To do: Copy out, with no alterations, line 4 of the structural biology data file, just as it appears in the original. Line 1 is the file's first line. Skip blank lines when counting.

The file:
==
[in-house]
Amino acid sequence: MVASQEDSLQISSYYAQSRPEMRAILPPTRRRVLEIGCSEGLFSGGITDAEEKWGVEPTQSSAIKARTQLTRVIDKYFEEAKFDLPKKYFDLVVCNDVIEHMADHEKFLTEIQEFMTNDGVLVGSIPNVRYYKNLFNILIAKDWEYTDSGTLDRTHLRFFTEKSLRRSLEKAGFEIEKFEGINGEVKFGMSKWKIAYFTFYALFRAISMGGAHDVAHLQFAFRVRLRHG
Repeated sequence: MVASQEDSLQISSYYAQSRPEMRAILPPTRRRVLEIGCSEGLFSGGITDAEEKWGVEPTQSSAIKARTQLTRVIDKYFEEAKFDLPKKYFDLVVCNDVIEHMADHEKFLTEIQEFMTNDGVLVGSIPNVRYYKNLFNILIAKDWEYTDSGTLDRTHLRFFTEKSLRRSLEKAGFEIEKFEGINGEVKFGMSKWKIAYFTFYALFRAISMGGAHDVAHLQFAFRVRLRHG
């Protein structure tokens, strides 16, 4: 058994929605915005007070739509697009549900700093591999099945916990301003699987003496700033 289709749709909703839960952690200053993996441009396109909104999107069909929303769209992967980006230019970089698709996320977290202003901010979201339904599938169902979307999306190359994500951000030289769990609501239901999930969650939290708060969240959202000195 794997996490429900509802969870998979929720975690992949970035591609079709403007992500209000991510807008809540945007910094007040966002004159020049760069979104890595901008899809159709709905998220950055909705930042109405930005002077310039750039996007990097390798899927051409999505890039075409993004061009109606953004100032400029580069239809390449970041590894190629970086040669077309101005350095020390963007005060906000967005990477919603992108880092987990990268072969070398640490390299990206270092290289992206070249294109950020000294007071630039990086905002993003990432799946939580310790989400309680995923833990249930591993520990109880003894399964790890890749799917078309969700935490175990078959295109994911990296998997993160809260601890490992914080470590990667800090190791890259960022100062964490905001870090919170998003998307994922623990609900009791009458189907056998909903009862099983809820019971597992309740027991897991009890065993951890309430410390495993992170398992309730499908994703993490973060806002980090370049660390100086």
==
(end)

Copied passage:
């Protein structure tokens, strides 16, 4: 058994929605915005007070739509697009549900700093591999099945916990301003699987003496700033 289709749709909703839960952690200053993996441009396109909104999107069909929303769209992967980006230019970089698709996320977290202003901010979201339904599938169902979307999306190359994500951000030289769990609501239901999930969650939290708060969240959202000195 794997996490429900509802969870998979929720975690992949970035591609079709403007992500209000991510807008809540945007910094007040966002004159020049760069979104890595901008899809159709709905998220950055909705930042109405930005002077310039750039996007990097390798899927051409999505890039075409993004061009109606953004100032400029580069239809390449970041590894190629970086040669077309101005350095020390963007005060906000967005990477919603992108880092987990990268072969070398640490390299990206270092290289992206070249294109950020000294007071630039990086905002993003990432799946939580310790989400309680995923833990249930591993520990109880003894399964790890890749799917078309969700935490175990078959295109994911990296998997993160809260601890490992914080470590990667800090190791890259960022100062964490905001870090919170998003998307994922623990609900009791009458189907056998909903009862099983809820019971597992309740027991897991009890065993951890309430410390495993992170398992309730499908994703993490973060806002980090370049660390100086």